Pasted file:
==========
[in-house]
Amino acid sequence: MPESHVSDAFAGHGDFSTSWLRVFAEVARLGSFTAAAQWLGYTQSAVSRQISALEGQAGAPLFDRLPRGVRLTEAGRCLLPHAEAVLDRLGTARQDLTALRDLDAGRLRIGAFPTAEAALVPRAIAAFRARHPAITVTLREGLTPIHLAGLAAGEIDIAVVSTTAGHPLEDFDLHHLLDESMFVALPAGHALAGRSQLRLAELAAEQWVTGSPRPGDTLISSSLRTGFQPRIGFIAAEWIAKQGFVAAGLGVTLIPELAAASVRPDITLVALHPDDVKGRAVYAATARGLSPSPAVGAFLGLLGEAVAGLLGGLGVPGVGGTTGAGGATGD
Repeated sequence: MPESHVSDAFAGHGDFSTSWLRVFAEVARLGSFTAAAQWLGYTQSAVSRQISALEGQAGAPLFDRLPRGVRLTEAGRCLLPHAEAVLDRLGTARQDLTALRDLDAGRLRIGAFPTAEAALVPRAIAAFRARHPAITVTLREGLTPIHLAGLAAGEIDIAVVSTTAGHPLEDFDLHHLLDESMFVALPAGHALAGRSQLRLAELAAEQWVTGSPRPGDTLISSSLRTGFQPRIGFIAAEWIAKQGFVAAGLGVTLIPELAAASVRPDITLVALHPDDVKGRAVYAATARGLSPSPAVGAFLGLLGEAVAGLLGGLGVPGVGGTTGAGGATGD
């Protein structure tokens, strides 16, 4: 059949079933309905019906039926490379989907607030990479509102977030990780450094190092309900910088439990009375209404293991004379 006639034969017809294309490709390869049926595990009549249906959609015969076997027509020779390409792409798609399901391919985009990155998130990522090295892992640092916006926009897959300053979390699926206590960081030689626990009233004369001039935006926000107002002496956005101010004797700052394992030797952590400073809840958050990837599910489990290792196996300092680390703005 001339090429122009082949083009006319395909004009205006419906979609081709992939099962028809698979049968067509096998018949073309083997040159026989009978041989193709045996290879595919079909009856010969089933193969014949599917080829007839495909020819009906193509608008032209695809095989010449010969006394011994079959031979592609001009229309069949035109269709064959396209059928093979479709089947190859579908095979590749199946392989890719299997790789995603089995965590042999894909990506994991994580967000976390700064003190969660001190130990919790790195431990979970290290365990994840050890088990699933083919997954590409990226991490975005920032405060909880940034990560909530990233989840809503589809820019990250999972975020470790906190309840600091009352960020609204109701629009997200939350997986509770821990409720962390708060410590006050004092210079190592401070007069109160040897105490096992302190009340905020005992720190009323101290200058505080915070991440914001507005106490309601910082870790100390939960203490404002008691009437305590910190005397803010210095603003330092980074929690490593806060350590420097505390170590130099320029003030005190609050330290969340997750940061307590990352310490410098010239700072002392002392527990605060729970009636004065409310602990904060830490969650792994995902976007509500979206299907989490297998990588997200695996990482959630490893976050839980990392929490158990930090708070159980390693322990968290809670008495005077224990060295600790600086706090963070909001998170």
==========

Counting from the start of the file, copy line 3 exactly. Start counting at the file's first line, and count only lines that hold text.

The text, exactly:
Repeated sequence: MPESHVSDAFAGHGDFSTSWLRVFAEVARLGSFTAAAQWLGYTQSAVSRQISALEGQAGAPLFDRLPRGVRLTEAGRCLLPHAEAVLDRLGTARQDLTALRDLDAGRLRIGAFPTAEAALVPRAIAAFRARHPAITVTLREGLTPIHLAGLAAGEIDIAVVSTTAGHPLEDFDLHHLLDESMFVALPAGHALAGRSQLRLAELAAEQWVTGSPRPGDTLISSSLRTGFQPRIGFIAAEWIAKQGFVAAGLGVTLIPELAAASVRPDITLVALHPDDVKGRAVYAATARGLSPSPAVGAFLGLLGEAVAGLLGGLGVPGVGGTTGAGGATGD